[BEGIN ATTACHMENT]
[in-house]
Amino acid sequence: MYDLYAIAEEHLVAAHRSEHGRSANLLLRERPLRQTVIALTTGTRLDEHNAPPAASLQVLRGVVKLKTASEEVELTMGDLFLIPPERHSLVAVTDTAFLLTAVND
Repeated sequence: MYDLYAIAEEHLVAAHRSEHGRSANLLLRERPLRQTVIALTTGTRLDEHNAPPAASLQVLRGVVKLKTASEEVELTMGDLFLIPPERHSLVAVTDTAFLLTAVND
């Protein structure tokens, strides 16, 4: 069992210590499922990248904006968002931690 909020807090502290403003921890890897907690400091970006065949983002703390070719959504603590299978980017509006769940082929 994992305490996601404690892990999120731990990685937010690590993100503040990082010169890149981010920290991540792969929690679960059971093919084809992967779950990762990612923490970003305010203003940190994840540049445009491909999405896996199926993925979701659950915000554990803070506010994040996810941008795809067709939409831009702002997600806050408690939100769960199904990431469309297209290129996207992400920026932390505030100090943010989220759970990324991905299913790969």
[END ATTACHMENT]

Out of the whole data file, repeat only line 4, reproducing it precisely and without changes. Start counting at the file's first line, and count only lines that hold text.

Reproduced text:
């Protein structure tokens, strides 16, 4: 069992210590499922990248904006968002931690 909020807090502290403003921890890897907690400091970006065949983002703390070719959504603590299978980017509006769940082929 994992305490996601404690892990999120731990990685937010690590993100503040990082010169890149981010920290991540792969929690679960059971093919084809992967779950990762990612923490970003305010203003940190994840540049445009491909999405896996199926993925979701659950915000554990803070506010994040996810941008795809067709939409831009702002997600806050408690939100769960199904990431469309297209290129996207992400920026932390505030100090943010989220759970990324991905299913790969």